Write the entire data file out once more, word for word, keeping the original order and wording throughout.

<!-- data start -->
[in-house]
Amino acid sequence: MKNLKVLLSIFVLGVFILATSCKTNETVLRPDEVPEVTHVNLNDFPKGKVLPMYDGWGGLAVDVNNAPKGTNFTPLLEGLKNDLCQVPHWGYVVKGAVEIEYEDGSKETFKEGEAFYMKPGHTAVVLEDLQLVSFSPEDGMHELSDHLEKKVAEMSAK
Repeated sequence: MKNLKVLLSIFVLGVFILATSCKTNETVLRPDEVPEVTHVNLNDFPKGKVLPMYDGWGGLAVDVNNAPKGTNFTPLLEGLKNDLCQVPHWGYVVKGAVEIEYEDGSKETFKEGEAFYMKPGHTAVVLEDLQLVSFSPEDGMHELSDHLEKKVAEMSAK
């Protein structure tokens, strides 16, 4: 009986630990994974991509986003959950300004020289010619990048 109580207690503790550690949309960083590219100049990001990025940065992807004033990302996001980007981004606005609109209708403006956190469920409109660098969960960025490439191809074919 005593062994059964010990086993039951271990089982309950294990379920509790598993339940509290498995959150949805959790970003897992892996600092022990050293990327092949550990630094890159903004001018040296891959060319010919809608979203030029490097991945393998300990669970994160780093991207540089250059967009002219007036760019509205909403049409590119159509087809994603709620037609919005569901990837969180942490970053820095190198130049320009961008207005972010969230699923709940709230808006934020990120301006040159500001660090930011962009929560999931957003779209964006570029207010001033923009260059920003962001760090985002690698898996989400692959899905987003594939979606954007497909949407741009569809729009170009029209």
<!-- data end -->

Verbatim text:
[in-house]
Amino acid sequence: MKNLKVLLSIFVLGVFILATSCKTNETVLRPDEVPEVTHVNLNDFPKGKVLPMYDGWGGLAVDVNNAPKGTNFTPLLEGLKNDLCQVPHWGYVVKGAVEIEYEDGSKETFKEGEAFYMKPGHTAVVLEDLQLVSFSPEDGMHELSDHLEKKVAEMSAK
Repeated sequence: MKNLKVLLSIFVLGVFILATSCKTNETVLRPDEVPEVTHVNLNDFPKGKVLPMYDGWGGLAVDVNNAPKGTNFTPLLEGLKNDLCQVPHWGYVVKGAVEIEYEDGSKETFKEGEAFYMKPGHTAVVLEDLQLVSFSPEDGMHELSDHLEKKVAEMSAK
């Protein structure tokens, strides 16, 4: 009986630990994974991509986003959950300004020289010619990048 109580207690503790550690949309960083590219100049990001990025940065992807004033990302996001980007981004606005609109209708403006956190469920409109660098969960960025490439191809074919 005593062994059964010990086993039951271990089982309950294990379920509790598993339940509290498995959150949805959790970003897992892996600092022990050293990327092949550990630094890159903004001018040296891959060319010919809608979203030029490097991945393998300990669970994160780093991207540089250059967009002219007036760019509205909403049409590119159509087809994603709620037609919005569901990837969180942490970053820095190198130049320009961008207005972010969230699923709940709230808006934020990120301006040159500001660090930011962009929560999931957003779209964006570029207010001033923009260059920003962001760090985002690698898996989400692959899905987003594939979606954007497909949407741009569809729009170009029209």